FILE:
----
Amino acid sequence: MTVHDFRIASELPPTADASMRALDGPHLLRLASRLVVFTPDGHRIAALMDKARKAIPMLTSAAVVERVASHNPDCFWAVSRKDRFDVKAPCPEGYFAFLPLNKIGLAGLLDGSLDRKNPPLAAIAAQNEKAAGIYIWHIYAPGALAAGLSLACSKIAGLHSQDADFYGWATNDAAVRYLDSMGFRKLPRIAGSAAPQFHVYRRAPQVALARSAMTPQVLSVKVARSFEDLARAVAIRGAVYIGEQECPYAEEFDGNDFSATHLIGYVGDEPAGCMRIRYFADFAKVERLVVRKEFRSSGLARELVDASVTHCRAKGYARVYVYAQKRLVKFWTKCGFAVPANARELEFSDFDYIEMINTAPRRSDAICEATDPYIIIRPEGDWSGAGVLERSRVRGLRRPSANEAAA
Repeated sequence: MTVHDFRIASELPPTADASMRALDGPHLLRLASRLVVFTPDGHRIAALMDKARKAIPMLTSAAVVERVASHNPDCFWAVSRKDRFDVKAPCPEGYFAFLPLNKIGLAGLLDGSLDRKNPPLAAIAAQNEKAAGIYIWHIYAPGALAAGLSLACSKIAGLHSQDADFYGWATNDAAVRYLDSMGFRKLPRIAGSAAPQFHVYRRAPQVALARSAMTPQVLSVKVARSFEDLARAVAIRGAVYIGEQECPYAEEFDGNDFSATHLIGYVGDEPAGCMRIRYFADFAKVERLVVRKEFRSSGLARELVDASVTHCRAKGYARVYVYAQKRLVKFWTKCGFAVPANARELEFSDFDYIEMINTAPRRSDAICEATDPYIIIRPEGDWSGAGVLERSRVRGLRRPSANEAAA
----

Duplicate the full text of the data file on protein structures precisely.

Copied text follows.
Amino acid sequence: MTVHDFRIASELPPTADASMRALDGPHLLRLASRLVVFTPDGHRIAALMDKARKAIPMLTSAAVVERVASHNPDCFWAVSRKDRFDVKAPCPEGYFAFLPLNKIGLAGLLDGSLDRKNPPLAAIAAQNEKAAGIYIWHIYAPGALAAGLSLACSKIAGLHSQDADFYGWATNDAAVRYLDSMGFRKLPRIAGSAAPQFHVYRRAPQVALARSAMTPQVLSVKVARSFEDLARAVAIRGAVYIGEQECPYAEEFDGNDFSATHLIGYVGDEPAGCMRIRYFADFAKVERLVVRKEFRSSGLARELVDASVTHCRAKGYARVYVYAQKRLVKFWTKCGFAVPANARELEFSDFDYIEMINTAPRRSDAICEATDPYIIIRPEGDWSGAGVLERSRVRGLRRPSANEAAA
Repeated sequence: MTVHDFRIASELPPTADASMRALDGPHLLRLASRLVVFTPDGHRIAALMDKARKAIPMLTSAAVVERVASHNPDCFWAVSRKDRFDVKAPCPEGYFAFLPLNKIGLAGLLDGSLDRKNPPLAAIAAQNEKAAGIYIWHIYAPGALAAGLSLACSKIAGLHSQDADFYGWATNDAAVRYLDSMGFRKLPRIAGSAAPQFHVYRRAPQVALARSAMTPQVLSVKVARSFEDLARAVAIRGAVYIGEQECPYAEEFDGNDFSATHLIGYVGDEPAGCMRIRYFADFAKVERLVVRKEFRSSGLARELVDASVTHCRAKGYARVYVYAQKRLVKFWTKCGFAVPANARELEFSDFDYIEMINTAPRRSDAICEATDPYIIIRPEGDWSGAGVLERSRVRGLRRPSANEAAA